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Hazen
09-09-2007, 02:49 PM
So I eat a lot of broccoli and green beans. I buy them frozen because fresh is a little more expensive/more time consuming to prepare and because canned contains way too much sodium for the amount I eat.

I usually just used FitDay's caloric counts for these foods, but in an effort to be just a little more accurate I was going to add them as a custom food and use the numbers straight off the food label. But I've run into two problems:

1) My broccoli is listed as 30 kcal/cup. 0 Fat, 4 Carb (2 Fiber & 2 Sugar), and 1 Protein. But (0*4)+(4*4)+(4*1)=20, not 30.

2) Further, FitDay does not count fiber calories. It's equation for caloric totals is Cals = fat X 9 + (carb - fiber) X 4 + protein X 4 + alcohol X 7, which comes out to 12 kcals/cup. This is a pretty huge difference from 30 kcals/cup.

So what's up with this? I guess I'll just continue to use FitDay's own numbers, but these errors(?) on the food labels are a little puzzling. I've also always read that fiber should be counted toward caloric totals, but not toward net carbs. So is all of the food which contain fiber in FitDay's database wrong as far as calorie count?

1ManRiot
09-09-2007, 02:55 PM
With all due respect, why do you care?

The caloire content of green fibrous veg and its relative TEF value make them almost negible, even on the strictest of diets.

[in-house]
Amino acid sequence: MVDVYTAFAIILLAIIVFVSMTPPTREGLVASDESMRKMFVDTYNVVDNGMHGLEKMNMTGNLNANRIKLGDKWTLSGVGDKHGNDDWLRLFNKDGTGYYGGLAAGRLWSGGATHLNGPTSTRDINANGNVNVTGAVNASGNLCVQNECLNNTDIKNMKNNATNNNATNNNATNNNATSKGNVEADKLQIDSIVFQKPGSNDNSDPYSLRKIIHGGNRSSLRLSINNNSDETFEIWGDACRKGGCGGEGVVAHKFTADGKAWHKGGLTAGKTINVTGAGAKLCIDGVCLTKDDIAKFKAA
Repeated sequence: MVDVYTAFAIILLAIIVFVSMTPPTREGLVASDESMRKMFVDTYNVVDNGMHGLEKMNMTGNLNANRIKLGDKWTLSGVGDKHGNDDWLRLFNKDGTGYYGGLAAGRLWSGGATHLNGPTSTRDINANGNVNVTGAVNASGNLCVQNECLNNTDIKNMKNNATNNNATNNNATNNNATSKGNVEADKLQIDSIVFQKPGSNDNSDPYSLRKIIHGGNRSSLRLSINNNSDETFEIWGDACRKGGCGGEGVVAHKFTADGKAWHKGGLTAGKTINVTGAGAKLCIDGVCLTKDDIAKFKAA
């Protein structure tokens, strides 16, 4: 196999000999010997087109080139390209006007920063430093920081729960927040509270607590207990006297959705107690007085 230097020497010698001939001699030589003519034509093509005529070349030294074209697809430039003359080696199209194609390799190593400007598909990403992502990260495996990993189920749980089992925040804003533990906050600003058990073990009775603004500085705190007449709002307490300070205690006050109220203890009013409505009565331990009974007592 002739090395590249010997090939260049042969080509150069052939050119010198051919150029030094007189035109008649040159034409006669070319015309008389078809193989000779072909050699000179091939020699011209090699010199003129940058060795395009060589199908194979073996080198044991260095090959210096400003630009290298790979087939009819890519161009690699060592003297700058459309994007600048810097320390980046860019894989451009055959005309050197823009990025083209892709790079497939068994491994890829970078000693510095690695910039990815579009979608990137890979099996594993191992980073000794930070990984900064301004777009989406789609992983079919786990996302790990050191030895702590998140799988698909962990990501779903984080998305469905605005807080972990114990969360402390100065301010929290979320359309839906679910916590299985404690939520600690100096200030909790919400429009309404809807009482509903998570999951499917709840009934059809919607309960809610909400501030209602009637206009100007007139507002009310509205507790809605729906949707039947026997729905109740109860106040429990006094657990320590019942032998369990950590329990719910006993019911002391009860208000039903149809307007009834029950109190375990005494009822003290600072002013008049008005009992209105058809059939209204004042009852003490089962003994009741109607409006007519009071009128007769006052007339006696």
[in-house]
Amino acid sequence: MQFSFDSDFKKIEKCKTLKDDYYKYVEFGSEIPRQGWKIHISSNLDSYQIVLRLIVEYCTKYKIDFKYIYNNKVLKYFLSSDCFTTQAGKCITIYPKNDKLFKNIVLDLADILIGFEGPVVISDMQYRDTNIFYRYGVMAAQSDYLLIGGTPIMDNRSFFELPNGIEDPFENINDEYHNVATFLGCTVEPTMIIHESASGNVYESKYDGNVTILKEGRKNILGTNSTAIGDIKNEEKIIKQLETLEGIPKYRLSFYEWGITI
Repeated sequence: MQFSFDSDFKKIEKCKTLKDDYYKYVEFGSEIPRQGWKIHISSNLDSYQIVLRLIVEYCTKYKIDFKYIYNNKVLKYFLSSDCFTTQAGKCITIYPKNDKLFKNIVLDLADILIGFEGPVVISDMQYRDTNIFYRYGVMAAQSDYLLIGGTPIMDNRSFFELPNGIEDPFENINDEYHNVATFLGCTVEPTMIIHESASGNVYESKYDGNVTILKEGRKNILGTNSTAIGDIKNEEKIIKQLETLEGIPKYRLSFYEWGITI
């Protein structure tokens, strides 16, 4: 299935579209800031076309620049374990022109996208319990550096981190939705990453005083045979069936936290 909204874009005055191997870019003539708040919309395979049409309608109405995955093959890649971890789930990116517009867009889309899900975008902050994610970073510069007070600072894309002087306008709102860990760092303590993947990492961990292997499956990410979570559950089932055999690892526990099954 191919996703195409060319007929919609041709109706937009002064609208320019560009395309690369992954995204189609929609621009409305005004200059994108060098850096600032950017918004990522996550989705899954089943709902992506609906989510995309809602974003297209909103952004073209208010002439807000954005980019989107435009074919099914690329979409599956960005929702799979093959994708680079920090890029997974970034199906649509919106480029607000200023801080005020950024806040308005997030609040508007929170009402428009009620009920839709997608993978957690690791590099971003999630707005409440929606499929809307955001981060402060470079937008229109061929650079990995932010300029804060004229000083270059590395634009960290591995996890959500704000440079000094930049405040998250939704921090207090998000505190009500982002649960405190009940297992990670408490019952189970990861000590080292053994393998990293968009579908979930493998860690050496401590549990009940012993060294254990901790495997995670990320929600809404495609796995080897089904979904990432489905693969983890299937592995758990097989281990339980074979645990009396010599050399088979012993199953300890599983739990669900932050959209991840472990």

ww.nutritiondata.com is a better site (IMO)

(add a 'W' to that, it wouldn't let me post a link)

Hazen
09-09-2007, 03:03 PM
I'm a naturally inquisitive person. I like to find answers for my questions even when they're trivial. I'm not losing sleep over it, I'm just curious.

MMEI
09-09-2007, 03:17 PM
Fiber is not digested by the body (unless its soluble). Since it is not digested, it doesn't count towards calories or carbs.

Yeah, fitday is a little spotty.

Hazen
09-09-2007, 03:22 PM
I have read that bacteria in the colon break down soluble fiber into fatty acids which are in turn used by the body. Hence fiber has calories but doesn't count toward net carbs.

Rodzilla
09-09-2007, 05:39 PM
lol you are inquisitive

drive
09-10-2007, 06:43 AM
go with fit day.. not everyone uses fiber carbs the same and regardless of the pop belief a carb IS a carb.

1ManRiot
09-10-2007, 02:23 PM
I'm a naturally inquisitive person. I like to find answers for my questions even when they're trivial. I'm not losing sleep over it, I'm just curious.
Thats fair enough, I'm the same I suppose!

As above, fibre is a non-starch polysacharride, making it a carbohydrate.

To the OP, you are correct, some NSP's that survive the intenstines/gut can be converted to acetate, butyrate & proprionate IIRC (short chain fatty acids) by fermentation in the colon. I personally don't think this can be accurately measured as the amount metabolised is so unbelievably small.